My previous post (see Lady Ottoline and Garsington) mentioned visiting the village fête at Garsington in Oxfordshire. The article you’re reading now isn’t a fully fledged post, but just another chance for the culturally deprived, who’ve never been to an English country fête (i.e., most American readers), to get an idea of what they’re missing. As with most fêtes and fairs, the Garsington event is held to raise money for charity—in this case, for the upkeep of the local church, where there’s a memorial to Lady Ottoline herself.
Garsingtonians went all out, offering much more than the May fair my village puts on here in Surrey. Then again, our fair is on the village cricket pitch, not a centuries-old manor house with a pond big enough for boating.
They offered the usual games of chance and of skill, if throwing a Wellington boot, or picking clothes pins (UK: clothes pegs) off a clothesline with one hand, can be called skills. I paid for several chances to reach into a big red velvet bag of keys, pick one, and try it in the keyhole of a glass-fronted case, but didn’t manage to unlock the thing and get the bottle of whisky inside. The church can probably buy a new hymn book with the money I spent trying.
At the home-grown produce stall, the judge told me he’d be looking for the longest runner bean (points off for crookedness) and the longest carrot. Must’ve been a bad year for carrots, to go by what he had on display. The judge picked up one of the stubby, warty specimens to show me: “Look! If you hold it this way, it looks like a armadillo!”
Root vegetables in animal shapes are all to the good, but what I really wanted to talk to him about was vegetable marrows. This time last year in a post about marrows, I said I didn’t know how you’d judge the quality of what is, after all, a behemoth of a zucchini (UK: courgette); turns out it’s sheer weight. Two mammoth entries at the Garsington event so outclassed the competition that the judge had to divide the marrows into weight classes.
I still don’t see the point of growing zucchinis the size of logs for the fire; they can’t be any good to eat, though you could perhaps use one as a rounders bat, rounders being an English game much like softball. I’ve heard many an English person pooh-pooh baseball, even major league baseball, as nothing but rounders, a game for children, and I’ve often thought I’d like to put one of them at home plate with a pitch coming in at almost 100 miles per hour and see how childish the game is then.
A rounders bat is shorter and lighter than a baseball bat, and held in only one hand. You can see one in the photos of the Bash a Rat game—the rat being a sand-filled sock with yarn eyes and ears, let go at the top of a slanted pipe so players can try to hit it with the bat when it comes out at the bottom.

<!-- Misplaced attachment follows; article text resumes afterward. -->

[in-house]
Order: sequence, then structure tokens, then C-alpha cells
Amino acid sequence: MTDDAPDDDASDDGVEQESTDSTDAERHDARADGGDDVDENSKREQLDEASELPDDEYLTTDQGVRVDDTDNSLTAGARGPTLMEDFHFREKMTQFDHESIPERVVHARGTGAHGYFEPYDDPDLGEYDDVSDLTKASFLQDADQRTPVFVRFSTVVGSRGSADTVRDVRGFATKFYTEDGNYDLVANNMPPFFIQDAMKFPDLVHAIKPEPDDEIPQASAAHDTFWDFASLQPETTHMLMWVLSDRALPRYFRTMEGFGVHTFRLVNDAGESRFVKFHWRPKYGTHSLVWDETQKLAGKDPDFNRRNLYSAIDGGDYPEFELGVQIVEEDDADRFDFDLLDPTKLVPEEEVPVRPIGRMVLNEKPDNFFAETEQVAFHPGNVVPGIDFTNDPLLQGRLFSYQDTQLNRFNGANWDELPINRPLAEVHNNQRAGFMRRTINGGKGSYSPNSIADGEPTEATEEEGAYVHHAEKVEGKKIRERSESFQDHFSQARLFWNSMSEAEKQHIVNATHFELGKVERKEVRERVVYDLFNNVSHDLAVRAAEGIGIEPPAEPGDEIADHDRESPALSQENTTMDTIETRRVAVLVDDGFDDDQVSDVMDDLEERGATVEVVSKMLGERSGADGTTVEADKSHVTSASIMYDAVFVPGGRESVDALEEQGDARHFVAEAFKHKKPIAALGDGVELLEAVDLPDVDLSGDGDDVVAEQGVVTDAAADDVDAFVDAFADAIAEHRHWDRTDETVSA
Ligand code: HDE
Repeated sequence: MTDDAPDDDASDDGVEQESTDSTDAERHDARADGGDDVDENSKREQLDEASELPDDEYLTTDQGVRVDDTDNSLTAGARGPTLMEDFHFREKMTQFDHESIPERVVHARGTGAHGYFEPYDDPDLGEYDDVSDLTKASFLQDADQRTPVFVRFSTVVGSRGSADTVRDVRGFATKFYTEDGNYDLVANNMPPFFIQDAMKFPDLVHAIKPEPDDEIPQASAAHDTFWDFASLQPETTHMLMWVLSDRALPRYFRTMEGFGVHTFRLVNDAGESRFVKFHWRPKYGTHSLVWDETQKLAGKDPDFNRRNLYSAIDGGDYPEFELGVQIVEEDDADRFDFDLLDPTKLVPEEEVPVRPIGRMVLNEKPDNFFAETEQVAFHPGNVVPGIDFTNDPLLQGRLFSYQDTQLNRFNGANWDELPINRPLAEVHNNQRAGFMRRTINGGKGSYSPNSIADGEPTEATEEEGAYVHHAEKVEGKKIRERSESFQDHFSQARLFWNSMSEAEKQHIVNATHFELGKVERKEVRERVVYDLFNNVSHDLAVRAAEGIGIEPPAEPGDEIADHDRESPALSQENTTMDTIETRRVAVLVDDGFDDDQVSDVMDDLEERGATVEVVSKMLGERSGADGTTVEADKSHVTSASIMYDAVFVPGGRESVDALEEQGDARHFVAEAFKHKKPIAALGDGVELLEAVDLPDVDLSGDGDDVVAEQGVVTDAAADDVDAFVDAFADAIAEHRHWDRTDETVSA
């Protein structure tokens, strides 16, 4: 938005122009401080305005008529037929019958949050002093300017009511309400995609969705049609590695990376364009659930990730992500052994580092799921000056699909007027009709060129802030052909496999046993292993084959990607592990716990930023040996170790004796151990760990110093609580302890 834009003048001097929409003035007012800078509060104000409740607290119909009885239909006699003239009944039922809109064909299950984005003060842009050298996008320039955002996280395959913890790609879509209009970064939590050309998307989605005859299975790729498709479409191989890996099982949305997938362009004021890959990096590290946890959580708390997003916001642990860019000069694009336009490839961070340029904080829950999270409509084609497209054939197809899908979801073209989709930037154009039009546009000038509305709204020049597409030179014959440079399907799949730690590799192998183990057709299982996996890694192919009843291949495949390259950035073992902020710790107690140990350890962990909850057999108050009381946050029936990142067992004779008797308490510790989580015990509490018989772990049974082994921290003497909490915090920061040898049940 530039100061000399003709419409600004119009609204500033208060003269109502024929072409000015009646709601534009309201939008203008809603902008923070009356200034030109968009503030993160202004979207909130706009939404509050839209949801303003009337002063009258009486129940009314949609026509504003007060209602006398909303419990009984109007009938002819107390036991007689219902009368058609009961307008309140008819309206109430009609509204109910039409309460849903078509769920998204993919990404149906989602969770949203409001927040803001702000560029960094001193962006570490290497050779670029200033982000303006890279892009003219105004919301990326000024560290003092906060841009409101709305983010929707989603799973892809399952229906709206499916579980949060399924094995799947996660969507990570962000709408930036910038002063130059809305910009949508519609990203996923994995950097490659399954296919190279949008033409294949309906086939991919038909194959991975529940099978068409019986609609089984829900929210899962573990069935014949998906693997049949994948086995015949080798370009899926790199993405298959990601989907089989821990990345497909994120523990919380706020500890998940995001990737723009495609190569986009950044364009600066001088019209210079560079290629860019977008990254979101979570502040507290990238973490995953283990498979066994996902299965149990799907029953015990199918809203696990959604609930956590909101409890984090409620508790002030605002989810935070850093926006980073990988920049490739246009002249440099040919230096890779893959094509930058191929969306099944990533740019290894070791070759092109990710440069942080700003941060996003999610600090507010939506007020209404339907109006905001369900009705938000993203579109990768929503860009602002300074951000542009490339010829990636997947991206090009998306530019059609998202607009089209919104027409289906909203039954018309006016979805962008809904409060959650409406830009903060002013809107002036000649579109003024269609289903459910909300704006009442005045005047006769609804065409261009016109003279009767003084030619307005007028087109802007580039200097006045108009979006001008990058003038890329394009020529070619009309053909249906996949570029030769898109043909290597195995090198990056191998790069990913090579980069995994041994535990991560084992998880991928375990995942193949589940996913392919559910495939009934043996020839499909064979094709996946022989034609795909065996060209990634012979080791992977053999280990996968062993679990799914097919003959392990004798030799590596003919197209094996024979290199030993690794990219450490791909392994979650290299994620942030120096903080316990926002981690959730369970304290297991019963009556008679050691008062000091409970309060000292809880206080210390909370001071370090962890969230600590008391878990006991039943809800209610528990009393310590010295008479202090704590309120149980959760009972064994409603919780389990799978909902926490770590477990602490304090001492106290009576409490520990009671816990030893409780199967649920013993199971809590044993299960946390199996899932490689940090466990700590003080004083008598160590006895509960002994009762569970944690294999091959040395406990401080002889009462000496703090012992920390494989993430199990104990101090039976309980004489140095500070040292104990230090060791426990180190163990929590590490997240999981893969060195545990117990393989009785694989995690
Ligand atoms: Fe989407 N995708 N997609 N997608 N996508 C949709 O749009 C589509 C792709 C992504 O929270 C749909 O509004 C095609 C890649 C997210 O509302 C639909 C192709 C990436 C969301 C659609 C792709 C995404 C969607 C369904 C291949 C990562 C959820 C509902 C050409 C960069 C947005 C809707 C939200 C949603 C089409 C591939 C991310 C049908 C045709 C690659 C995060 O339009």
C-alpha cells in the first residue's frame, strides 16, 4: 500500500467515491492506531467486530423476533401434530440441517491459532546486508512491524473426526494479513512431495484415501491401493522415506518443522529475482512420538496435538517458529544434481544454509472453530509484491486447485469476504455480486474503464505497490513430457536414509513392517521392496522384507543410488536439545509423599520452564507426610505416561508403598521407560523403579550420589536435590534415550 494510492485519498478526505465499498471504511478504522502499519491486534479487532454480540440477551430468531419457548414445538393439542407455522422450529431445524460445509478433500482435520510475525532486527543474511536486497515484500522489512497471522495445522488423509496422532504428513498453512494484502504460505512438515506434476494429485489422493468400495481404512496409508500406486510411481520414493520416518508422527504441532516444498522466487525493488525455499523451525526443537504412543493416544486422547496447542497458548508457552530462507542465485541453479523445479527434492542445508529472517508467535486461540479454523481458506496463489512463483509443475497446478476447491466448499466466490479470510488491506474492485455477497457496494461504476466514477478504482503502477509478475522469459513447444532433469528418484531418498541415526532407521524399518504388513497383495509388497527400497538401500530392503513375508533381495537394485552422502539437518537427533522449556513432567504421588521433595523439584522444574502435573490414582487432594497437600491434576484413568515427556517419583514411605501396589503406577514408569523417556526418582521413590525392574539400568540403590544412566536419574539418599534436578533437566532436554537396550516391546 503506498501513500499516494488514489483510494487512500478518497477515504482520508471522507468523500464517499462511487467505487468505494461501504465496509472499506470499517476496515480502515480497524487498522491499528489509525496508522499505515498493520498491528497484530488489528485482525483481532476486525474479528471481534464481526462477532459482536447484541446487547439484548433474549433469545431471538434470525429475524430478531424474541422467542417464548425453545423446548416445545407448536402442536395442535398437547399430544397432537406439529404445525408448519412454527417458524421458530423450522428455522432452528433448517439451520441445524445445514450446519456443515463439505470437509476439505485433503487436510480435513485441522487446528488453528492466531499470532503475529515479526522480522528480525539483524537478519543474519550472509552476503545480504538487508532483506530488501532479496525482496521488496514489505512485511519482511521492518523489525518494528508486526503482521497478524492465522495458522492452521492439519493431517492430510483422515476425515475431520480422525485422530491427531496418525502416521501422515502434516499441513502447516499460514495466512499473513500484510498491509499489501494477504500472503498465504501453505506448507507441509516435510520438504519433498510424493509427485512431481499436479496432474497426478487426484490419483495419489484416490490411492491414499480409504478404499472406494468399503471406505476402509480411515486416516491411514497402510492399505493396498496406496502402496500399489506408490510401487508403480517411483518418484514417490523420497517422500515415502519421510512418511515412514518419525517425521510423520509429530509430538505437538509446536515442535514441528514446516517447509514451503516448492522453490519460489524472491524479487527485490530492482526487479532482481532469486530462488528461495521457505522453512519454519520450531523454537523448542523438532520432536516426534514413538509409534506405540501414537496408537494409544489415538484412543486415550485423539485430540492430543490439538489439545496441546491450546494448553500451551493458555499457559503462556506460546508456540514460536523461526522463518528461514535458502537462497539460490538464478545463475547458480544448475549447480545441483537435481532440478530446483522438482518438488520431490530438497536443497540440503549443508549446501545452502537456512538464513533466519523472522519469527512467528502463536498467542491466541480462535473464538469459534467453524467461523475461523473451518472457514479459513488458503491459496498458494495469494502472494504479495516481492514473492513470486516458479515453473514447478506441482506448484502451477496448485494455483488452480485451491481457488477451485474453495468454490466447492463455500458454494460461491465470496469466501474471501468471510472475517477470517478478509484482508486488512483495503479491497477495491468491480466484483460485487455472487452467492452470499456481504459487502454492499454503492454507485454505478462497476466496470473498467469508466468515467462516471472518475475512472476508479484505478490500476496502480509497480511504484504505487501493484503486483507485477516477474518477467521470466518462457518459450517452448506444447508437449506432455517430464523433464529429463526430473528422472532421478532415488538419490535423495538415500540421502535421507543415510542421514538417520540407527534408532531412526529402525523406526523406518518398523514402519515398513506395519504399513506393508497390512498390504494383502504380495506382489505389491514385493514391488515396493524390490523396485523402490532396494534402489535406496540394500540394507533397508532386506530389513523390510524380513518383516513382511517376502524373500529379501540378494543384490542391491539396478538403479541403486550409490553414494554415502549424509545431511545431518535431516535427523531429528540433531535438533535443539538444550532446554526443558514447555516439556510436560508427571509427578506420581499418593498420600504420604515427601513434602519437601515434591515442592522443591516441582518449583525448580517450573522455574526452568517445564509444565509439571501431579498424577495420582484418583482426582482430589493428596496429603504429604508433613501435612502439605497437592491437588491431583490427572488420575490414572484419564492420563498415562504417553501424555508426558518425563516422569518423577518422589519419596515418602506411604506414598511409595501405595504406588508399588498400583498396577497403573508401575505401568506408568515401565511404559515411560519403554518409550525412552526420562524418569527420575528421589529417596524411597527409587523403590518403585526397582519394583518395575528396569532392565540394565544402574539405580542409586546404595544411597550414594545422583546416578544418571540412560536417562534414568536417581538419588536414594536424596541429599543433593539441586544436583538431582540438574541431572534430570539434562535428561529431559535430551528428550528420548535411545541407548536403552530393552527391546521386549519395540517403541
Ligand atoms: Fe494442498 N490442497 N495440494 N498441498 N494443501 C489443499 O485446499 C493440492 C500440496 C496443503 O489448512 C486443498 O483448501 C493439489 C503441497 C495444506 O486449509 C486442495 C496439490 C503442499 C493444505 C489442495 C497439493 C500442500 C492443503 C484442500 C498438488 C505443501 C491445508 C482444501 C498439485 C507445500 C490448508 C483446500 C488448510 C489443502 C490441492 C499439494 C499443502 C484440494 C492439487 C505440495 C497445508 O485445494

When I wrote about country fêtes before, I couldn’t add a photo of the coconut shy, because I hadn’t thought to take one—which wouldn’t be remarkable except that it showed me how acclimated I’ve become. Coconut shy no longer seems a strange phrase; the coconut shy itself doesn’t seem remarkable any more. At Garsington, though, something was different because people kept winning. The idea is to throw balls at coconuts held up in the air on stakes; if you knock a coconut off its perch you get to keep it. I’d never seen anybody win at this before, but at Garsington, three people in a row walked off with coconuts.
The man running the stall said he sets up the game to be easy “on purpose, for the kiddies”. He told me that for-profit carnivals set up coconuts nestled into cups of sand and leaning against specially strengthened backing to prevent them from being knocked loose.
Just then a five-year-old came up and feebly tossed some balls. One managed, entirely by happenstance, to tap one of the posts and the coconut obligingly tumbled down. The man said he gets through two gunnysacks in a day, each with 30 coconuts. Future historians looking at parish accounting records may wonder why Christian worship in the 20th and 21st centuries required 60 coconuts every autumn.
We—I was there with other members of the Virginia Woolf Society—rounded off a full afternoon’s rowing, shying, bashing, and (inevitably) tea, by walking over to the church to see Ottoline’s memorial. The sculptor flattered her; even though she’s shown in profile, her nose doesn’t seem particularly “baronial”. But she’s in drab gray stone, so just as in black-and-white photos of her heyday, we not only have to imagine the 3-D person behind the 2-D image, but to imagine the colors of a most colorful lady. After her days as the hostess at Garsington Manor, she must find sitting in a back corner of the village church awfully dull.